On Monday, Savage testified that he took Norton’s comment seriously because it was so spontaneous and specific.
“It was clear and unequivocal and unsolicited,” Savage said. “There is no question in my mind at all that the saying was unsolicited and declarative.”
Savage, who graduated from the University of South Carolina School of Law in the same year as Norton in 1975, also said he had known Norton more than 40 years.
“He is the godfather of my son, and I’m the godfather of his daughter,” Savage said.
Savage did not discuss Norton’s comment with the judge at the time because it would have been improper to do so.
But, Savage said, neither did Norton hint that he might change his mind or how full of problems the case could be.
“He never said to me, “Andy, boy, you’ve got a tough case coming here boy, you better be careful,’” Savage said.
From then on, the judge’s statement was “one of the factors” that was crucial in how he and his legal team looked at the case, Savage testified.
Savage takes the stand
In a cross examination of Savage by assistant U.S. Attorney Brook Andrews, Andrews got Savage to admit that Norton’s observation was just one of many many factors at play in the case and that Savage, despite taking Norton seriously, pursued all manner of other aggressive measures in the case.
Under Andrews’ questioning, Savage admitted he has won awards for being one of America’s best attorneys and had a team of six attorneys working with him to help get Slager a lighter prison sentence.
Savage testified he spent $95,000 to hire the best experts he could to help Slager’s case, including an audio analyst, a video expert, a cell phone analyst, a DNA expert, three private investigators, a psychiatrist, a psychologist, a Taser expert, a medical expert and a statistician.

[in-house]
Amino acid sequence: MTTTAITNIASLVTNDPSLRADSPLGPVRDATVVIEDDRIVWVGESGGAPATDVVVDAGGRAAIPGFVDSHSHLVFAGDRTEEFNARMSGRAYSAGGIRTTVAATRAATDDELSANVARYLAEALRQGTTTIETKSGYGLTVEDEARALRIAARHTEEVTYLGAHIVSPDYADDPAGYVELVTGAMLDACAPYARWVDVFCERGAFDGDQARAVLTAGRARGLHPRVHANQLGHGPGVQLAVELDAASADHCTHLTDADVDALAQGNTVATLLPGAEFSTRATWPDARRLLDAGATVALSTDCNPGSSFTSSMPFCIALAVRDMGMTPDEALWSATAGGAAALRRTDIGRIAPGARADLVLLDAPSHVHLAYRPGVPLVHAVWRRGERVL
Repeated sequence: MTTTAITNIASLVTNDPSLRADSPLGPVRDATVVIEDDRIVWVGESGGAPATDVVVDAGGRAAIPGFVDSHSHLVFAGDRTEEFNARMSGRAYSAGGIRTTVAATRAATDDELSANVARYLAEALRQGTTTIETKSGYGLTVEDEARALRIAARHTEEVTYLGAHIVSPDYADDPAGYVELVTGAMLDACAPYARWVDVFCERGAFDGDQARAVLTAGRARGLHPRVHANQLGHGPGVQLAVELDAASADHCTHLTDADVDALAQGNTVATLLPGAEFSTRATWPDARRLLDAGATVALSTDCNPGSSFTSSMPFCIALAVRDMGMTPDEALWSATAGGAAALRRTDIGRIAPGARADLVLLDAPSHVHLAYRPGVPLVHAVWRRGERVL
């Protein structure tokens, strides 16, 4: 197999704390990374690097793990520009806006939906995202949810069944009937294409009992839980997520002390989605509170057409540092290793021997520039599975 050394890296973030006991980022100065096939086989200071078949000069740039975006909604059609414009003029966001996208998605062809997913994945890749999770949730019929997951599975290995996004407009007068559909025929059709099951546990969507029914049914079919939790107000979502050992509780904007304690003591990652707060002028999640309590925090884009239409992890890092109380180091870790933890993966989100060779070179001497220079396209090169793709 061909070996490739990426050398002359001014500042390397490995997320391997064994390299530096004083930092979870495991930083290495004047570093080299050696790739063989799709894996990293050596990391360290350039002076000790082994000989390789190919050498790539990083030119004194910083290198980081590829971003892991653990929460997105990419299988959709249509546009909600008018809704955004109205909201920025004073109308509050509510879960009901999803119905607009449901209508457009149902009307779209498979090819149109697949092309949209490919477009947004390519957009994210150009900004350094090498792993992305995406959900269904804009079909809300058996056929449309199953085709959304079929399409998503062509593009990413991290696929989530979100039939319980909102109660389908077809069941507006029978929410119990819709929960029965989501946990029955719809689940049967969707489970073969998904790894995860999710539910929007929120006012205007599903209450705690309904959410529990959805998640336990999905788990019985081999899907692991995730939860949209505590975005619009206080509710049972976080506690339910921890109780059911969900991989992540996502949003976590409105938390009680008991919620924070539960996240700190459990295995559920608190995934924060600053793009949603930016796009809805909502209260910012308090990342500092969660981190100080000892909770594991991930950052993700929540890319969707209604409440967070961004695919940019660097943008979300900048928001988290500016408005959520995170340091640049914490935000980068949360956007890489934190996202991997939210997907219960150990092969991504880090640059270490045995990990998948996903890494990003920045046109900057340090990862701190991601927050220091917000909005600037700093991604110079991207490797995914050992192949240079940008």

The purpose of the experts was to show dynamics behind crucial events such as Slager’s fight with Scott that was not caught on the bystander video and illustrate that Slager had no “malice” when he shot at Scott and, therefore, the case could not be viewed as murder, Savage testified.
Slager’s defense team was “the largest I have ever experienced,” Savage said.
Savage also testified about a host of other factors playing into defense strategy, including how his lawyers had to counter a “tidal wave” of negative sentiment around the state and nation about police shootings and had to negotiate with federal and state prosecutors about charges against Slager. Strategy also included trying to get a plea deal where Slager would serve time in federal and not state prison.